Elizabeth Warren

The Post has an extensive profile of Elizabeth Warren today, which I suppose indicates they expect her to get the consumer agency job. I still believe that even if she gets the appointment, the agency will be stacked with people who will be working against her:

The administration has floated several candidates for the job, including Assistant Treasury Secretary Michael S. Barr and Eugene Kimmelman, a deputy assistant attorney general in the Justice Department’s Antitrust Division. But Warren has drawn the most public support — and the most ire.

She has received fervent backing from consumer advocates, labor unions, academics and scores of Democratic lawmakers. Tens of thousands of people have signed online petitions urging Obama to choose her. Her endorsements have ranged from the New York Times to MoveOn.org to Dr. Phil.

Others have made no secret about their distaste for Warren, questioning her qualifications and describing her as an ideologue.

“I get disgusted every time I hear her speak. It’s like she’s sitting in some ivory tower, not understanding the ramifications of anything she says,” Anton Schutz, president of Mendon Capital Advisors, recently told Reuters — a sentiment shared by others in the financial industry, though rarely so candidly. “Any person you put in that role really ought to have some industry experience.”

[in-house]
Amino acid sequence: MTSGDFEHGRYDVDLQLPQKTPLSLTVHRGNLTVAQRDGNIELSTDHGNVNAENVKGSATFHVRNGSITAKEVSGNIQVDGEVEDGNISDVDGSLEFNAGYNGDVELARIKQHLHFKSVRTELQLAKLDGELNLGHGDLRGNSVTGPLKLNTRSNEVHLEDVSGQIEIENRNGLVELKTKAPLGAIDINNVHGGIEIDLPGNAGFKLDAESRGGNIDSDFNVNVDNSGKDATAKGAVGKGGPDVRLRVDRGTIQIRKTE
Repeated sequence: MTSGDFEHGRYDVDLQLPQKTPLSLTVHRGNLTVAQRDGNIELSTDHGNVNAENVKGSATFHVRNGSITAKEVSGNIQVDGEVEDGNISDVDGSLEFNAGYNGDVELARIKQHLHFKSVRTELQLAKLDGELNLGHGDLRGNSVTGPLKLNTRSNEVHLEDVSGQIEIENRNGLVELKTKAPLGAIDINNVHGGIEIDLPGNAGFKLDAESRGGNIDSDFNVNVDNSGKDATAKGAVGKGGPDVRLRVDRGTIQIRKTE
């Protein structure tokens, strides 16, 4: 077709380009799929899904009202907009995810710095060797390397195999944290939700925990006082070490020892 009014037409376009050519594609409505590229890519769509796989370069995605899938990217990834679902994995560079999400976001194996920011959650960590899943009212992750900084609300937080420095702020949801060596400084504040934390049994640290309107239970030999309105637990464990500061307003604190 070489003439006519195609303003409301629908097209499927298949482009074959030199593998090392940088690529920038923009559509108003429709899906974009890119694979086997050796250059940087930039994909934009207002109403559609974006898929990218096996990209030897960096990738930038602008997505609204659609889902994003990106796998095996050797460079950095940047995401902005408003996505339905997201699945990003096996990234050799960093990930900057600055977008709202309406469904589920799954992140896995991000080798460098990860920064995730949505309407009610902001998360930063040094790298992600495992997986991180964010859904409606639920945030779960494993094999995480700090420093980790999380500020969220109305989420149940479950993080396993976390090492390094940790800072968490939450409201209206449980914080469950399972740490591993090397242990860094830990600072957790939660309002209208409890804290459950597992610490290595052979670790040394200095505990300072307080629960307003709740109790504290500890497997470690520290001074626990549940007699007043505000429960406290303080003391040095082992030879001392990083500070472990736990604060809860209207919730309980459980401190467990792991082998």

For her part, Warren has spent much of the summer outside of the public spotlight, declining interview requests and visiting family in California and Oklahoma.

“I asked her point-blank, ‘Do you want this grubby job or not? Why do you want this thing?’ ” her brother David Herring said. He said it was clear that if she were to end up leading the consumer bureau, it would be out of a sense of duty.

Warren’s daughter and co-author on two books, Amelia Warren Tyagi, agreed that her mother has little appetite for politics or public life, and only her passion for consumer issues and the urgency of the crisis have kept her from returning to her quiet, tenured life at Harvard.

“This is a once-in-a-lifetime moment to do the thing she cares about most,” Tyagi said. “If she didn’t think she could make a difference in Washington right now, she wouldn’t be there.”